2. PACKAGING MATERIALS FOR CANNED FISHERY PRODUCTS


2.1 Metal Containers

2.1.1 Tinplate
2.1.2 Aluminium
2.1.3 Can construction
2.1.4 .Double seam formation and inspection procedures

2.2 Plastics and Laminates
2.3 Glass

2.3.1 Sealing mechanisms
2.3.2 Inspection procedures


Containers for thermally processed canned fishery products have several functions in common, whether they are constructed of metal, glass, plastic laminates or composites of plastic and metal laminates. The functions of packaging materials can be summarized as follows:

  1. to hermetically seal the product in the container while delivering a thermal process which will render it "commercially sterile";
  1. to prevent recontamination of the product after processing. and during subsequent transport and storage; and
  1. to provide nutritional benefits and marketing convenience, through presentation of preserved fishery products all year round, often far from the source of supply, and in the majority of cases without the need to rely on refrigerated food chains.

2.1 Metal Containers

2.1.1 Tinplate

The most frequently used form of packaging for canned fishery products is tinplate which is fabricated into two and three piece cans of a wide variety of shapes and sizes. Tinplate consists of a base plate of low-carbon mild steel, onto each surface of which is electrolytically deposited a layer of tin. Base plate gauge varies, depending on the size of the cans which are to be manufactured and their intended application; however, it is usually between 0.15 and 0.30 mm thick. Nowadays, for the manufacture of extra light gauge plate, steel sheet is cold rolled twice prior to being tin coated, and in these cases is referred to as double reduced (DR) plate. Tin coating mass varies, according to end use and whether or not lacquers are to be applied; the thickness of the tin coating layers ranges from around 0.4 to 2.5 micron. Shown in Table 4 is the Designation, nominal coating mass and minimum average coating mass for electrolytically coated tin plate. Plate on which the tin coating mass is the same on each surface is known as equally coated plate; whereas plate with different tin coating masses on each surface is referred to as differentially coated plate. When specifying tin coating masses it is customary to quote, for each surface, the nominal mass of tin per square metre of plate. Following the standard nomenclature, the designation E05 means that on each surface, there is 2.8 g of tin per square metre of plate; while the designation D10/05 means that the tinplate is differentially, coated and has 5.6 g of tin per square metre of plate on one side, and 2.8 g of tin per square metre on the other surface.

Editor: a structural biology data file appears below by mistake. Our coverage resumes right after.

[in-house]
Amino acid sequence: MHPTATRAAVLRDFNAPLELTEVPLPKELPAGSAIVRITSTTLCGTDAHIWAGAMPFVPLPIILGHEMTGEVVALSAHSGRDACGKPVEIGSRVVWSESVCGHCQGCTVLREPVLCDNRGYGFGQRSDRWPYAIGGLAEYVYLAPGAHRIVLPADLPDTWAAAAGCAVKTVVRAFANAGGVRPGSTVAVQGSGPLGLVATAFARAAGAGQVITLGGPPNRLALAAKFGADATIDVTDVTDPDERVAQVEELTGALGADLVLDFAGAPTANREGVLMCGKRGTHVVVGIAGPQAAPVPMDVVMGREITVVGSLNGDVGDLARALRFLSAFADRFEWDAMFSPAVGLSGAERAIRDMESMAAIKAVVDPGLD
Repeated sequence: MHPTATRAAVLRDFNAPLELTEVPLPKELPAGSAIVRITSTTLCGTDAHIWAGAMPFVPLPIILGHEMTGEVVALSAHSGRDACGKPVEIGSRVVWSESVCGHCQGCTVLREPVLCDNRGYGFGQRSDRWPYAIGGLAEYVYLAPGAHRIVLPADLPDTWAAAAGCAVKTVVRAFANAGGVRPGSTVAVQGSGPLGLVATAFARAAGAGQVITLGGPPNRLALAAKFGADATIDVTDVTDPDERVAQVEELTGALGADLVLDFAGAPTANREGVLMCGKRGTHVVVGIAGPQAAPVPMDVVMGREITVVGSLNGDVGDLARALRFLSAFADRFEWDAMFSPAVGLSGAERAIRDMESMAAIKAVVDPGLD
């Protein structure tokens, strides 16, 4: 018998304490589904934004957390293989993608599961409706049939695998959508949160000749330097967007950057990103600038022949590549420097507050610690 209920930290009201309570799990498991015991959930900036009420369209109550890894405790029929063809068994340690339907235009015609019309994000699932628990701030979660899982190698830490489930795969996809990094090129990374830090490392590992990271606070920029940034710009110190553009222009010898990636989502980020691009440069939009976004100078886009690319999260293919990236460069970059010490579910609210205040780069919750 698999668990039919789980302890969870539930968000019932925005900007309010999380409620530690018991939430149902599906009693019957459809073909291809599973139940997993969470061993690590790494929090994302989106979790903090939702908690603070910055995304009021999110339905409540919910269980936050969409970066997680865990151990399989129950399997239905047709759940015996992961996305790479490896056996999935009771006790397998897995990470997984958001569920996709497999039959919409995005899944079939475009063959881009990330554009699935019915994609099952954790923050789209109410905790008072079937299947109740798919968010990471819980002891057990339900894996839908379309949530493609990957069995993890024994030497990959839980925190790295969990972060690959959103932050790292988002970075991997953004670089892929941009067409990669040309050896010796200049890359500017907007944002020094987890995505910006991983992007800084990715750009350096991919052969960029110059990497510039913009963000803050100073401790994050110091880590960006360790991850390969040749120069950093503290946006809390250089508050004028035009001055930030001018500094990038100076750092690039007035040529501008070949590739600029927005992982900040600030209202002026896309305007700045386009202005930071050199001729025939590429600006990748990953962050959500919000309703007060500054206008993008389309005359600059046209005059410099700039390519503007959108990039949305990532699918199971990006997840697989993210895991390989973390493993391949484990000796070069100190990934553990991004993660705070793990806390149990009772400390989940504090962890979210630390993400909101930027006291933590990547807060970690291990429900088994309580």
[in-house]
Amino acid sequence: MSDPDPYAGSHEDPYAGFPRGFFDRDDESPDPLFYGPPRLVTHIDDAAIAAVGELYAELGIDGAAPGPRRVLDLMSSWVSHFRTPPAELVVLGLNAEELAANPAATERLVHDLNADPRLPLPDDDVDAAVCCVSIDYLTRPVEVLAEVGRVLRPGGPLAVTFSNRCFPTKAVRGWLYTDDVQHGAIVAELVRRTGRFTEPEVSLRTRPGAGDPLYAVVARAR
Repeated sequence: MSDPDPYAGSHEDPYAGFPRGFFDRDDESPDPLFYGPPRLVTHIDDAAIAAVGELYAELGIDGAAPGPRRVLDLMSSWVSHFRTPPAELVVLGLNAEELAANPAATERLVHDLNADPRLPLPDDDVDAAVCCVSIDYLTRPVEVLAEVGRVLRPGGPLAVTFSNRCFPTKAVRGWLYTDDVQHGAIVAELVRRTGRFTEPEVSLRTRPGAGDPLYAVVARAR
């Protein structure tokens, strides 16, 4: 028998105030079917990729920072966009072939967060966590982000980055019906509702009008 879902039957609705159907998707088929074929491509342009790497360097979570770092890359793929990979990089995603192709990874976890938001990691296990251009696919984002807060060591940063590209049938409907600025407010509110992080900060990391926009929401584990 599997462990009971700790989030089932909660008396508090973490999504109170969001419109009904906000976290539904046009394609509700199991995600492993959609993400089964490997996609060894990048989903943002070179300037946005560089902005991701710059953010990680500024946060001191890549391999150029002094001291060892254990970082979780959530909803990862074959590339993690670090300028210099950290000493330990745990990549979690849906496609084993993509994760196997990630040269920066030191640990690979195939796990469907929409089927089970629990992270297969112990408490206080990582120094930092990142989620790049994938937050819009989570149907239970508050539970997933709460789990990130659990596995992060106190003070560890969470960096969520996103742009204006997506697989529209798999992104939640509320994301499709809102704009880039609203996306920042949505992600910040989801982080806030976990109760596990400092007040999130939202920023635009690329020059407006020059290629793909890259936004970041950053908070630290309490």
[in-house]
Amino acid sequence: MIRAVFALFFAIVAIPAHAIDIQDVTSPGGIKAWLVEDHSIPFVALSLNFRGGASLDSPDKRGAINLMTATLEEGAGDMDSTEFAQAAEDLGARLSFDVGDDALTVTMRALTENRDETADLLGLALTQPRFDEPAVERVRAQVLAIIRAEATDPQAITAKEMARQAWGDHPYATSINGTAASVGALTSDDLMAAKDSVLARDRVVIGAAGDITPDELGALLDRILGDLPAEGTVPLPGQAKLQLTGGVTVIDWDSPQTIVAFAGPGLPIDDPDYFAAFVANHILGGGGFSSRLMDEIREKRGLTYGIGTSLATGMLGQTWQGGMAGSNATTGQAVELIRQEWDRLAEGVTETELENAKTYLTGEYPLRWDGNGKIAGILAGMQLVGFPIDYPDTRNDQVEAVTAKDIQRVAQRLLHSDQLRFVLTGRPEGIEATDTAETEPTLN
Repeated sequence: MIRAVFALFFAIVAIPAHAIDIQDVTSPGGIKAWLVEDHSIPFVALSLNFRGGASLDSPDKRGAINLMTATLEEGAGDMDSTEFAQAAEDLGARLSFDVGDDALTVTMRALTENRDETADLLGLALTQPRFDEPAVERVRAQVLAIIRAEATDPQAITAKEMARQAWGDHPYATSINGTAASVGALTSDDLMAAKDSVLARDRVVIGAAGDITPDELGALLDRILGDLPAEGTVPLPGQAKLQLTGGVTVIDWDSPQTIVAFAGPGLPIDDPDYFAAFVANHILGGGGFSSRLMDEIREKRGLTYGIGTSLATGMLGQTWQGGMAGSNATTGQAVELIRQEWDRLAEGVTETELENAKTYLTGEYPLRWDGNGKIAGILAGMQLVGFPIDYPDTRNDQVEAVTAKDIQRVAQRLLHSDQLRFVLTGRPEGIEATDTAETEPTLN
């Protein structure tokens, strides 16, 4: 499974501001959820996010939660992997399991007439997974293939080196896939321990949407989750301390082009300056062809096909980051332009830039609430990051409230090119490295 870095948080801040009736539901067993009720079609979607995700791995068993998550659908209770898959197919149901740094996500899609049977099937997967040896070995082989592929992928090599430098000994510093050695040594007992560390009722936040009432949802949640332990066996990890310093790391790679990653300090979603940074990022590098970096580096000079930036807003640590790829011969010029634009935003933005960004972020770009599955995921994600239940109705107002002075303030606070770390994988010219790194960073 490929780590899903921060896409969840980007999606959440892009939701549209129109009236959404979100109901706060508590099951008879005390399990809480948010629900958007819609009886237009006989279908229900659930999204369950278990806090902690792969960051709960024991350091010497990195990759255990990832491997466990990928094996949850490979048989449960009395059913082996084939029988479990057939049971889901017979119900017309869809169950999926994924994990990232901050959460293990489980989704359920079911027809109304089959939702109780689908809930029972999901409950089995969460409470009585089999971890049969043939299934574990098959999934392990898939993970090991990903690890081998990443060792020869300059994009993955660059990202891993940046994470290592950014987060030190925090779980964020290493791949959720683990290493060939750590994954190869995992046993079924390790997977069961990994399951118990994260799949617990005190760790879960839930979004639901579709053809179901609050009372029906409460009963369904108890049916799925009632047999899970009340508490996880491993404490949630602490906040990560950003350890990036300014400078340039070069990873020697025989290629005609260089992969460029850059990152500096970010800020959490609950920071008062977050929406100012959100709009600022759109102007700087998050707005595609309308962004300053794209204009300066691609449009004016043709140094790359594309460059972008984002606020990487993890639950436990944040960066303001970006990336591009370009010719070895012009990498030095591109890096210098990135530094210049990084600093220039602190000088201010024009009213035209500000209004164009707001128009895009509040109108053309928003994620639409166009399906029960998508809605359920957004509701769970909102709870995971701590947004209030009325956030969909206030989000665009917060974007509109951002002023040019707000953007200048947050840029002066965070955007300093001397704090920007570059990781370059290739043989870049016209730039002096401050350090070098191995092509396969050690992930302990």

Date

Product

Code

Container

Min
Initial
product
temp.

Retort
No

Scheduled Process

Time

Retort temperature

Signed by

Size

No/R

Time

Temp.

Steam on

Vent closed

Temp. up

Steam off

Actual
process

Mercury
in glass

Thermo-
graph

                                 
                                 
                                 
                                 
                                 
                                 
                                 
                                 
                                 
                                 
                                 
                                 
                                 
                                 
Reviewed................................................ Date........................

Figure 5

Figure 6 Retort thermograph showing record of 90 min process at 121.C